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Three talks in one week

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In his weekly The Bar Man column, Jeff Hoyle discusses a busy week…Everybody’s Talkin’. Well maybe not everybody, but I have been, delivering three talks in a week. First up was Cattle Droving for the Stoke Ferry and District History Group which was attended by over 30 people on a Monday evening in the very well-appointed community room of the local school.What impressed me was not just the turnout, but the deep interest and knowledge of the people present. It was interesting that as a follow-up, I was sent copies of articles from the Norwich Mercury of 1829 and Bells Weekly Messenger of 1848 on the subject along with details of an auction of grass at the Red Lion in Wretton in 1776 as being ‘very convenient for the Drovers of Beasts from Scotland or Yorkshire, going into Norfolk, Suffolk, and Essex’.

Jeff Hoyle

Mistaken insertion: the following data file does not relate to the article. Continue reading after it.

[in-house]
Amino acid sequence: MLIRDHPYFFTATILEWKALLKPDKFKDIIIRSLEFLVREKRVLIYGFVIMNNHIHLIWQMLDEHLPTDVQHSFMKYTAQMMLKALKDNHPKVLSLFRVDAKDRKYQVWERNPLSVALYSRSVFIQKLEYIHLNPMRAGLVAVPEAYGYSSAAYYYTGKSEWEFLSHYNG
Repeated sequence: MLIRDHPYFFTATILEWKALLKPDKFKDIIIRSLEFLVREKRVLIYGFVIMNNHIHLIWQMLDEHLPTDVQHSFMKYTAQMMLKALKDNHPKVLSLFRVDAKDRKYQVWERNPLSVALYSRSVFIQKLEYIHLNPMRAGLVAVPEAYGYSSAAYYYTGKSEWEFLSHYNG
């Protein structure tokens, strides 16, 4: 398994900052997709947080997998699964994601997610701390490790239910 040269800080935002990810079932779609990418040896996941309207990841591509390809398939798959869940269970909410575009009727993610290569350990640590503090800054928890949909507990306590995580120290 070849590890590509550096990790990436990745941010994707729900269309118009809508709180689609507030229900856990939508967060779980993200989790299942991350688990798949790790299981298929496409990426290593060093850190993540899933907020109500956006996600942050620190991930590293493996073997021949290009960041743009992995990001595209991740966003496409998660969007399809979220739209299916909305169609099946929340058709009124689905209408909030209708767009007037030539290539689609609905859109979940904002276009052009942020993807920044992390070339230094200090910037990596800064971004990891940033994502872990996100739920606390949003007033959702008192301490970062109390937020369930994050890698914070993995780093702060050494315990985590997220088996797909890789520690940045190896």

With the demise of local history groups in other villages in the area, it is great to see the support and interest from the Stoke Ferry bunch and I wonder how much of that comes from the sense of community created by the efforts to save the Blue Bell.Three days later it was back to True’s Yard to reprise my Tales from the Tap Room. This covered stories from and about local pubs and one of them, the Bentinck Bank situated way out on the marshes north of Clenchwarton that was so obscure that even Dr Paul Richards had been unaware of its existence. At the end, a woman came up to me and told me that her great-great-grandfather had been landlord of the pub, and a quick check on the wonderful Norfolk Pubs website revealed that William Large had indeed been the man in charge from 1871-1904. Memories go back a long way in this part of the world.My third engagement of the week is one of the Pleasant Sunday Afternoon lectures at Marriotts Warehouse. I am used to fronting the monthly coffee quiz there, but this will be my first time as a speaker, and my subject is the Mass Observation project of the 1930s. Part of this was the examination in great detail of ‘Worktown’ in the north of England.Anonymous in the published literature, this was in fact Bolton, and as well as detailing working life, political meetings, religion and the locals’ attitude to the abdication and subsequent coronation, one of the main strands of study was pubs.The only full-length book that was published was The Pub and the People, a volume that is still available and which contains a wealth of fascinating detail, for instance the section on conversations in pubs. Examples given include the discussion of the tortoise that one customer had produced from his pocket and another the assertion that food and its adulteration as a cause of national decadence. The next event at True’s Yard is a study day on the history of fish and chips on May 25 so I managed to source a second-hand copy of John K Walton’s book ‘Fish and Chips and the British Working Class 1870-1940’. A quick glance revealed some material from the Mass Observation project detailing the sales at Harry’s during a week in March 1938.There is also a quote from a Yorkshire-based spokesman of the National Fish Friers Federation from 1919. ‘Animal fat is the food of a dominant people. The cry for vegetable oil throughout the country was for the feeding of an inferior people. Animal fat for the dominant race. Animal fat for the dominant country within that race.’ Food and fascism. Perhaps it was a joke. I really hope so.



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